NERA projects that the costs to comply with EPA’s proposed plan could total at least $366 billion over a 15-year period for the scenario where all 4 building blocks are available and as much as $479 billion if only the first 2 building blocks were allowed. Electricity rates are expected to increase an average of 12 to 17 percent nationwide depending on the scenario, with 14 states seeing prices skyrocket over 20 percent in the second scenario that limits the availability of EPA’s building blocks.

In the first scenario, coal-fired generation would decrease by 29 percent with 45 gigawatts of coal-fired capacity retiring and natural gas generation would increase by about 5 percent with Henry Hub natural gas prices increasing by 2 percent, raising electricity prices 12 percent on average across the United States over the 15 years. Consumers would be expected to reduce energy consumption paying more than $500 billion for one of the 4 building blocks. In this scenario, Utah would see the highest percentage increase in electricity prices of 20 percent.

Screen Shot 2014-10-23 at 1.31.59 PM

Source: NERA,


In the second scenario, 169 gigawatts of coal-fired capacity would be retired and natural gas prices would increase by 29 percent, raising electricity prices 17 percent on average in the United States. In this scenario, 5 states (Texas, Utah, Nevada, Wyoming and Illinois) would see electricity price increases on average above 26 percent.

Screen Shot 2014-10-23 at 1.31.45 PM

Source: NERA,

Screen Shot 2014-10-23 at 1.36.11 PM

Source: NERA,

Despite these significant costs, EPA’s proposal would have a minuscule effect on global climate change:  atmospheric CO2 concentrations would be reduced by less than one-half of a percent, equating to reductions in global average temperature of less than 2/100th of a degree based upon EPA’s computer models, and sea level rise would be reduced by 1/100th of an inch—about the thickness of three sheets of paper.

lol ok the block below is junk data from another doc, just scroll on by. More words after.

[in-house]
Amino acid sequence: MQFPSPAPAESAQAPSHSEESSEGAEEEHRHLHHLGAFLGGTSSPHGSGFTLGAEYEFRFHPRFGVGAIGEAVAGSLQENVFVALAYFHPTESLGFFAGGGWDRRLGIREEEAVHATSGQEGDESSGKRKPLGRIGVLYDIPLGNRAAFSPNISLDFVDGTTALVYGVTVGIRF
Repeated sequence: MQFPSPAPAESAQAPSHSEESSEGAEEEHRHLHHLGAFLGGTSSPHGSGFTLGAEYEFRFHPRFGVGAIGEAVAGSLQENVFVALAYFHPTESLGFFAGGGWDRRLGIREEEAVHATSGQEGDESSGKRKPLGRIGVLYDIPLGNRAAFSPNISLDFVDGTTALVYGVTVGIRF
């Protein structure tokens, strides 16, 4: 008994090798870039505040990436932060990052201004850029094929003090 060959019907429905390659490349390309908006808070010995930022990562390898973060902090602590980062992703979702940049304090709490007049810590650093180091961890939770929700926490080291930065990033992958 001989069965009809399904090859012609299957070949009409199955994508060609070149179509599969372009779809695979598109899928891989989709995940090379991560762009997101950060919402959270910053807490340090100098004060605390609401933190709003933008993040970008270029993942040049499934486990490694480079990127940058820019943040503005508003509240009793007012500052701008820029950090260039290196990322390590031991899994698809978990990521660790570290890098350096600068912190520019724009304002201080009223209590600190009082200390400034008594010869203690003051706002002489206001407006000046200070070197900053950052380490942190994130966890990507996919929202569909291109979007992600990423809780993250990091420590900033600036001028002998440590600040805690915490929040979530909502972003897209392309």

EPA’s Clean Power Plan could cost consumers and businesses $41 billion or more per year, far outpacing the costs of all Clean Air Act rules for power plants in 2010 ($7 billion) and the annual cost of the Mercury and Air Toxics Standards rule ($10 billion).


EPA’s Clean Power Rule creates major questions about the reliability and affordability of electricity across the nation and does little to address the problem it seeks to solve because merely reducing fossil fuel carbon dioxide emissions without producing a measurable impact on world temperature or climate should not be regarded as a success.  EPA’s plan will affect all Americans negatively with major rate increases in electricity. As NERA’s analysis demonstrates, the rule will come at extraordinary cost to consumers including businesses, households, and individuals, particularly those living on fixed incomes or at or near the poverty level.  The rule will also have profound negative effects on electric reliability and will threaten to idle America’s manufacturing renaissance.

[1] NERA Economic Consulting, Potential Economic Impacts of the EPA Proposed Clean Power Rule, October 2014,

[2] The Hill, Industry backed report says that EPA climate rule to cost $366B, October 16, 2014,

[3] National Review, EPA Low-Balled Cost of Carbon Regs, October 17, 2014,